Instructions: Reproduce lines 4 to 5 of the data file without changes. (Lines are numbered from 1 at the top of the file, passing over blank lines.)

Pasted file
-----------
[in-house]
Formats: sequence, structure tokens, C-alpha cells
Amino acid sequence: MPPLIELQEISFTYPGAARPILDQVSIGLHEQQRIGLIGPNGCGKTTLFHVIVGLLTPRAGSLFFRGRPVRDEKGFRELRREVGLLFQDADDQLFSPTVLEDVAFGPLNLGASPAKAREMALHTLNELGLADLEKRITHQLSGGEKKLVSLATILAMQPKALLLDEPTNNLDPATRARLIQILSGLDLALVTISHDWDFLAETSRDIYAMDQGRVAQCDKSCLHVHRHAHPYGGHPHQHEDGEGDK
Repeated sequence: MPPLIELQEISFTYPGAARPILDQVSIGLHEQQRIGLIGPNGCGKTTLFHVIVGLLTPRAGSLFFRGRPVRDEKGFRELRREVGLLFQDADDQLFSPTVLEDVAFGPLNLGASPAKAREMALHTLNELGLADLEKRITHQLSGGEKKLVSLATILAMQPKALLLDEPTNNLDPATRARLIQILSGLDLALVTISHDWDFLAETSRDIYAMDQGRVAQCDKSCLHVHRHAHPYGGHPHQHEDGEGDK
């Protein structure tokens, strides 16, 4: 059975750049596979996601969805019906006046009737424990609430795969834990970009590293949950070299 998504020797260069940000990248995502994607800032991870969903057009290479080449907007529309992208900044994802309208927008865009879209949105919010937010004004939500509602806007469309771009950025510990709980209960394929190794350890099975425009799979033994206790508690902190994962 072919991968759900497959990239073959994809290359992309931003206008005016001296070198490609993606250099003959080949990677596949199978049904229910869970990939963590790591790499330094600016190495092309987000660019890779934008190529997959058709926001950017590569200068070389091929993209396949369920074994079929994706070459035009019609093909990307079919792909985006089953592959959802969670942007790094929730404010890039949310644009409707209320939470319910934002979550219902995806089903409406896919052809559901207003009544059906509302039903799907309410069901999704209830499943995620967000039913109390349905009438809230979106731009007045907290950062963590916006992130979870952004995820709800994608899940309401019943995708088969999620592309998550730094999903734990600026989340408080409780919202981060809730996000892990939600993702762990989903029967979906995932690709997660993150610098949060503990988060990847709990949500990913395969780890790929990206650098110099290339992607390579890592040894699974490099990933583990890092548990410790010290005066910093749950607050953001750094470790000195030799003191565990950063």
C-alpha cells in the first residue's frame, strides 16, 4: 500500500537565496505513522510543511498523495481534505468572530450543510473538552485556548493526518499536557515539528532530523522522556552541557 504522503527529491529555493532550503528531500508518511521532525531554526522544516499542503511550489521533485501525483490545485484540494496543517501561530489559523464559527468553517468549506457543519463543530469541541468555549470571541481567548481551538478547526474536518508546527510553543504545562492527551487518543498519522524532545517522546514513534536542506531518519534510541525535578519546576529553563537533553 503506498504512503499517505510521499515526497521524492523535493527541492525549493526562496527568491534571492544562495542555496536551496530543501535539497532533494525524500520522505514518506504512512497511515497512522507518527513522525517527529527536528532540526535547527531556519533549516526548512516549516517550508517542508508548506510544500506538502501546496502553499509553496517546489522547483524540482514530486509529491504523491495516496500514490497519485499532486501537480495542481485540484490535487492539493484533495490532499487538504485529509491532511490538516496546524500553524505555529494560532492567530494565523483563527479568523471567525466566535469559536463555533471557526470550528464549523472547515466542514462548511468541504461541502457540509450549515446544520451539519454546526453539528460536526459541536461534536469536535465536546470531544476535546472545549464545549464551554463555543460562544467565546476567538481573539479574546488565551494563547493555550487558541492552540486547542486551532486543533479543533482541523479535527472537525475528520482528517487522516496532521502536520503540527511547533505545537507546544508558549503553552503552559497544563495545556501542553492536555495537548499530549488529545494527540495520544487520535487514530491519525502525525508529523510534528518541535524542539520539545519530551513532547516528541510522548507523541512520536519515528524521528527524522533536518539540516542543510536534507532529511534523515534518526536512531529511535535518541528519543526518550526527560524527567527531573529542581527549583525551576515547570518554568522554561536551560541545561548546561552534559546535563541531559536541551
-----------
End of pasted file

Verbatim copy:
Repeated sequence: MPPLIELQEISFTYPGAARPILDQVSIGLHEQQRIGLIGPNGCGKTTLFHVIVGLLTPRAGSLFFRGRPVRDEKGFRELRREVGLLFQDADDQLFSPTVLEDVAFGPLNLGASPAKAREMALHTLNELGLADLEKRITHQLSGGEKKLVSLATILAMQPKALLLDEPTNNLDPATRARLIQILSGLDLALVTISHDWDFLAETSRDIYAMDQGRVAQCDKSCLHVHRHAHPYGGHPHQHEDGEGDK
């Protein structure tokens, strides 16, 4: 059975750049596979996601969805019906006046009737424990609430795969834990970009590293949950070299 998504020797260069940000990248995502994607800032991870969903057009290479080449907007529309992208900044994802309208927008865009879209949105919010937010004004939500509602806007469309771009950025510990709980209960394929190794350890099975425009799979033994206790508690902190994962 072919991968759900497959990239073959994809290359992309931003206008005016001296070198490609993606250099003959080949990677596949199978049904229910869970990939963590790591790499330094600016190495092309987000660019890779934008190529997959058709926001950017590569200068070389091929993209396949369920074994079929994706070459035009019609093909990307079919792909985006089953592959959802969670942007790094929730404010890039949310644009409707209320939470319910934002979550219902995806089903409406896919052809559901207003009544059906509302039903799907309410069901999704209830499943995620967000039913109390349905009438809230979106731009007045907290950062963590916006992130979870952004995820709800994608899940309401019943995708088969999620592309998550730094999903734990600026989340408080409780919202981060809730996000892990939600993702762990989903029967979906995932690709997660993150610098949060503990988060990847709990949500990913395969780890790929990206650098110099290339992607390579890592040894699974490099990933583990890092548990410790010290005066910093749950607050953001750094470790000195030799003191565990950063």